Pandas offers a lot of convenient utilities for handling tabular data. The pandas
DataFrame is versatile, but some operations can only be done in a single command. I'll offer some advice on how you can extend
DataFrame to better suit your workflow. Also, when I say
DataFrame, I'm referring to the class in the pandas library.
Suppose you had a collection of
students, and you'd like to select all the students that have an "A" in Ms. Frizzle's class.
Here's one way to do this in pandas:
(students.query("grade == 'A'") .query("teacher == 'Frizzle'"))
But what if we had a custom method?
Note: by enclosing the operations in parentheses, you can chain several pandas operations on multiple lines, since they all return
DataFrames. This is called method-chaining.
All I want to do is add custom methods to the standard pandas
DataFrame. Custom methods are useful because they:
- ♻️ simplify repeatable, multi-line logic
- ⛓ chain with built-in methods in
So extending just means adding additional methods to
DataFrame; these methods can return another
DataFrame, or anything else.
Note: We could write a function, but that doesn't fit into the method-chaining workflow, producing more lines of code
Since we'd like to add new methods to
DataFrame without losing the old ones, we should consider subclassing
DataFrame. That is, defining a new class that inherits from the
This comes with a few caveats. We need to make sure:
- 🏠 it keeps all of the methods in
- 🤝 when a custom method is called, it returns our class, and not
DataFrame(i.e. not the subclass)
The second point ensures we can continue to use custom methods for method-chaining.
The following class does just that:
import pandas as pd class ExtendedDataFrame(pd.DataFrame): def __init__(self, *args, **kwargs): # use the __init__ method from DataFrame to ensure # that we're inheriting the correct behavior super(ExtendedDataFrame, self).__init__(*args, **kwargs) # this method is makes it so our methods return an instance # of ExtendedDataFrame, instead of a regular DataFrame @property def _constructor(self): return ExtendedDataFrame # now define a custom method! # note that `self` is a DataFrame def select_by_grade_and_teacher(self, grade, teacher): return (self .query("grade == @grade") .query("teacher == @teacher"))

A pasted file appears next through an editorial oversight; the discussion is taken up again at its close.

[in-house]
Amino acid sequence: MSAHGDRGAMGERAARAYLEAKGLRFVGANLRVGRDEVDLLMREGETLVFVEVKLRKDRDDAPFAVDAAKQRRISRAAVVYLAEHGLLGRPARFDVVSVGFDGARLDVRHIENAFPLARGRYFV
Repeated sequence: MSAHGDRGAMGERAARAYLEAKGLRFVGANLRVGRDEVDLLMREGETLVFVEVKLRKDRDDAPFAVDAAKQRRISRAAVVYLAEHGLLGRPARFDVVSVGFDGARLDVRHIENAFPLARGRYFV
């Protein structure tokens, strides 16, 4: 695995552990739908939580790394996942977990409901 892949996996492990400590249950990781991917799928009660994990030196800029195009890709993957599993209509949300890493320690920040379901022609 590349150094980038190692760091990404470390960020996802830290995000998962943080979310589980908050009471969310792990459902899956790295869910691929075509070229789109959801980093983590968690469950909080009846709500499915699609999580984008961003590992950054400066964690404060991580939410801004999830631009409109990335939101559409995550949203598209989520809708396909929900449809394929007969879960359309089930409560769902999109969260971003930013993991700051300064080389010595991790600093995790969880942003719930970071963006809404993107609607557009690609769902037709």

See it in action in this repl.it
Note: The pandas documentation has a page on extensions, but it's quite advanced, and includes many other topics
This is a useful pattern for data exploration, especially in Jupyter Notebooks, or any environment that has code-completion. You can use it to:
- ⏲ shorten highly-repeated tasks
- 👩🏽🎓 as a utility packaged with a specific dataset, to share with your team... especially if they're not pandas experts like you
- 📊 construct methods that make plots outside of the standard functionality
I do not recommend using this pattern in production, since it's not officially endorsed by pandas. Furthermore, you run the risk of conflicting with the current/future
I'll leave you with an extended
DataFrame that I often use. It has some more advanced features, and all of the methods begin with my initials,
pj_ (so it's easier to find in code-completion).
Feel free to ask any questions, and let me know if you find something interesting!